Should There Be a Global Approach to Sleep Medicine?

Global Care for Sleep Disorders: Toward Universal Access (B12)

9:15-11:15 a.m.


Room 7 A-B (Upper Level), San Diego Convention Center

Although the global burden of sleep disorders remains unknown, it is estimated that obstructive sleep apnea affects nearly 1 billion people worldwide—and that’s a conservative number, according to Atul Malhotra, MD, of the University of California at San Diego.

Dr. Malhotra will describe how researchers calculated that number as he introduces today’s session about global care for sleep disorders, chaired by members of the International Health Committee (Drs. Sonia Buist and Mihaela Teodorescu) and of the Assembly on Sleep and Respiratory Neurobiology (Drs. ChingLi Chai-Coezer and Bharati Prasad).

During this session, doctors from around the world (Georg Nilius, MD, Germany; Manuel Sanchez De La Torre, PhD, Spain; Yuksel Peker, MD, PhD, Turkey; Oana Claudia Deleanu, MD, Romania; Gustavo A. Moreira, MD, Brazil; and Sanjeev Sinha, MD, India) will discuss the models of care for sleep disorders/OSA used in their countries. Experts also will present the various methods used for diagnosing and treating sleep disorders/OSA, while exploring how a global standard could raise the level of care throughout the world if the sleep health service provision can be extended to reach under-resourced areas.

To address the growing problem of sleep disorders/OSA globally, increasing attention has turned toward the involvement of primary care physicians and specialist nurses for diagnosis and treatment.

“One-third of patients who visit their primary care physician have a high pre-test probability of OSA, yet the disease frequently remains undiagnosed and undertreated,” says Ching Li Chai-Coetzer, MBBS, PhD, of the Adelaide Institute for Sleep Health in Australia. “With the appropriate training of GPs and practice nurses, primary care-based management has significant potential to improve patient access to sleep service provision.”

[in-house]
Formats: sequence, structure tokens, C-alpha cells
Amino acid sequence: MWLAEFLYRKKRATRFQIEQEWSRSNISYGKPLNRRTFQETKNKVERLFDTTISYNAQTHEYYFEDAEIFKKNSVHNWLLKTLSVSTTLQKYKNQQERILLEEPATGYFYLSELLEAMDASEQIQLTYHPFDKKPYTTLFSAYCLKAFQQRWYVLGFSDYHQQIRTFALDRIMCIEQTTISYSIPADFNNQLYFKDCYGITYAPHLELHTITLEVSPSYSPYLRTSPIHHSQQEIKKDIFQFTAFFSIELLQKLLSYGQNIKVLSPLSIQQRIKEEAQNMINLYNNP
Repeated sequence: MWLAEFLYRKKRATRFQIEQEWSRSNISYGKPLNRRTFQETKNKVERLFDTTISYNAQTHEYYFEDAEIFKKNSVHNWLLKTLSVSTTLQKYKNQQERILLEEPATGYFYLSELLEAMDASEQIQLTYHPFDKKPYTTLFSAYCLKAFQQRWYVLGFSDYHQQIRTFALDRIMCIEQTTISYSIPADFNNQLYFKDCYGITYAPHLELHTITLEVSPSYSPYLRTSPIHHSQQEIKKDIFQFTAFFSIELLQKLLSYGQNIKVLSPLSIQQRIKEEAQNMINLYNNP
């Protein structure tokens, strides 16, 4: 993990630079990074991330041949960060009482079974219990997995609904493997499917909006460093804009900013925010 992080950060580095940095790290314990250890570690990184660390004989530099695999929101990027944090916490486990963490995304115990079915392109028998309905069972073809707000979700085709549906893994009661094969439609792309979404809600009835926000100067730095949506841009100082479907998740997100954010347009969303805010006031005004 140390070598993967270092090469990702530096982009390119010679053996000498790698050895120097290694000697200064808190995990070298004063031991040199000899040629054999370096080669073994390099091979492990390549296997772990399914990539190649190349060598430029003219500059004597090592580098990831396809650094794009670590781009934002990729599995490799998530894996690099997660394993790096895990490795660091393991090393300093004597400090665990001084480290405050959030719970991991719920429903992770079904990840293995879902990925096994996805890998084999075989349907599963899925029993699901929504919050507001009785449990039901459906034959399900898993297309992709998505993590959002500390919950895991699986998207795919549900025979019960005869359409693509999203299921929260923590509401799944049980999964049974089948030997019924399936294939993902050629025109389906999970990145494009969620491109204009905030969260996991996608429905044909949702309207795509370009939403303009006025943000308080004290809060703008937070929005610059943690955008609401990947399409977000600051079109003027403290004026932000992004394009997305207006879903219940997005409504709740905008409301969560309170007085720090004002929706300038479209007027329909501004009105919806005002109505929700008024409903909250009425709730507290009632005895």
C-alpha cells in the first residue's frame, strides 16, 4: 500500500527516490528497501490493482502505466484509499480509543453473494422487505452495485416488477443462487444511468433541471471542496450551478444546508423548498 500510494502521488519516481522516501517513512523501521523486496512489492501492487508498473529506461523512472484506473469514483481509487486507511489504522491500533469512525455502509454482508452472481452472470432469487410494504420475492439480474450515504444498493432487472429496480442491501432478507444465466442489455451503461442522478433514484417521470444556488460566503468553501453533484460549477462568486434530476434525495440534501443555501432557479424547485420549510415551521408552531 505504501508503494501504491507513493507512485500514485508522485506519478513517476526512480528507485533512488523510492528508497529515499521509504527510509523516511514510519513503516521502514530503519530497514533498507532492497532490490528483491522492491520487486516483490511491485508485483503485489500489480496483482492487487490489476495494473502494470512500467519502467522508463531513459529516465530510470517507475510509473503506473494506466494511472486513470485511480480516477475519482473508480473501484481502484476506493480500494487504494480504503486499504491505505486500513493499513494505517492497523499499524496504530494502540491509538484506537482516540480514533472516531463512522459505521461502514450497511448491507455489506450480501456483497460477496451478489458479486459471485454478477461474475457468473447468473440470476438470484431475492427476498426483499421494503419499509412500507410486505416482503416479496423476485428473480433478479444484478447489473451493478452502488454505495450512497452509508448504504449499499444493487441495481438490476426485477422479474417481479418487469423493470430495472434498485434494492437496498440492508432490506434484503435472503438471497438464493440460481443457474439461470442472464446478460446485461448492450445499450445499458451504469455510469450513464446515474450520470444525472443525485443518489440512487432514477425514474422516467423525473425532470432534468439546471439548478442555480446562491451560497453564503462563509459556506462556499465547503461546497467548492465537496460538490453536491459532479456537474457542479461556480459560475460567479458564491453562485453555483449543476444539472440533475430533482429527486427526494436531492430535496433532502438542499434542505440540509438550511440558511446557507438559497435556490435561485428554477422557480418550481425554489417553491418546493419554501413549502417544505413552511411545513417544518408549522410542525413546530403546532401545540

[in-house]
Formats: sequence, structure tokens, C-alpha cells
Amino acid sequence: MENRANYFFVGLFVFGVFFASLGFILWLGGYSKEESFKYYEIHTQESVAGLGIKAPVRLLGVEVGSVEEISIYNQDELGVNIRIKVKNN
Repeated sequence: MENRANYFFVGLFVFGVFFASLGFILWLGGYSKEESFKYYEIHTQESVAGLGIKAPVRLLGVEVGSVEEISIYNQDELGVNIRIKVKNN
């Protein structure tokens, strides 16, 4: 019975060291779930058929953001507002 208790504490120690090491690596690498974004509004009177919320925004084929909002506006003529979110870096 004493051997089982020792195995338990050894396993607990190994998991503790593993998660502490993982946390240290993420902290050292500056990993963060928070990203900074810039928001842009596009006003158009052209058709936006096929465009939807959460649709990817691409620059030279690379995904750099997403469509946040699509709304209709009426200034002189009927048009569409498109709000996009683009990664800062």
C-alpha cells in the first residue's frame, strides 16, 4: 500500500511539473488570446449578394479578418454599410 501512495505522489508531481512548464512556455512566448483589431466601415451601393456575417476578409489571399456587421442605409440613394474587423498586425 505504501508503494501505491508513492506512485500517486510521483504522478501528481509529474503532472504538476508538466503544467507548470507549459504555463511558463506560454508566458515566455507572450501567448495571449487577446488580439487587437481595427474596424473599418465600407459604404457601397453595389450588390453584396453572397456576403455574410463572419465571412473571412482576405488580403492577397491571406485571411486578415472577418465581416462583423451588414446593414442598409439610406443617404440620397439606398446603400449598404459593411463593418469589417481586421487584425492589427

In the past, OSA diagnosis rested on the performance of a full night attended polysomnography. Over the last decade, there has been increased interest in the use of home sleep apnea testing. Bringing ambulatory management into the treatment of OSA could make initial diagnosis less expensive and more attainable.

“Recent randomized trials have shown that in selected patients, HSAT can be just as effective as PSG as an initial test to diagnose patients with suspected obstructive sleep apnea, and likely should play a role in the management of selected patients,” says Najib Ayas, MD, MPH, of the University of British Columbia in Vancouver, Canada. “However, the use of HSAT varies considerably among and within countries.”

Another possible bridge for extending the reach of sleep services globally could lie in wearable technologies and telemedicine. Anita V. Shelgikar, MD, of the University of Michigan, says that cloud-based systems can provide new ways for patient and providers to collaboratively communicate in the management of chronic diseases, including sleep disorders.

“Patient-driven use of wearable devices, associated mobile apps, and cloud-based technologies can be used not only for individual patient care, but also for participation in crowdsourced research endeavors,” she says. “This may allow previously understudied populations to participate in research that may ultimately improve care for all patients.”

Even if these ideas guide sleep medicine toward a global approach, should this be a focus of sleep medicine? This team of experts offers arguments for and against having a global approach to sleep disorders. (See “The Pros and Cons of a Global Approach to Sleep Disorders” below.)

The Pros and Cons of a Global Approach to Sleep Disorders


Standardized approach will mean uniformity in international agreements for defining, diagnosing, and treating sleep disorders/OSA.

It would help to reduce diagnostic uncertainties and facilitate access.

Templates for formation of national guidelines could be provided based on international recommendations (similar to WHO recommendations with national interpretations and alterations).

It would foster acquiring evidence for developing appropriate resources for large data collection, funding issues, and homogeneity of methodology in publications.


Overall differences in population characteristics

Genetics: predisposition to development of sleep disorders, severity of damage caused, co-occurrence with other comorbidities, response to treatment.

Environmental factors: affecting baseline health status, risk factors for development of sleep disorders.

Cultural factors: readiness to seek health care, limited health care access for women, adherence to treatment, native and traditional medical practices.

Organization of health care: access; limitation in facilities for diagnosis and management, staff and expert availability; monitoring and follow-up limitations.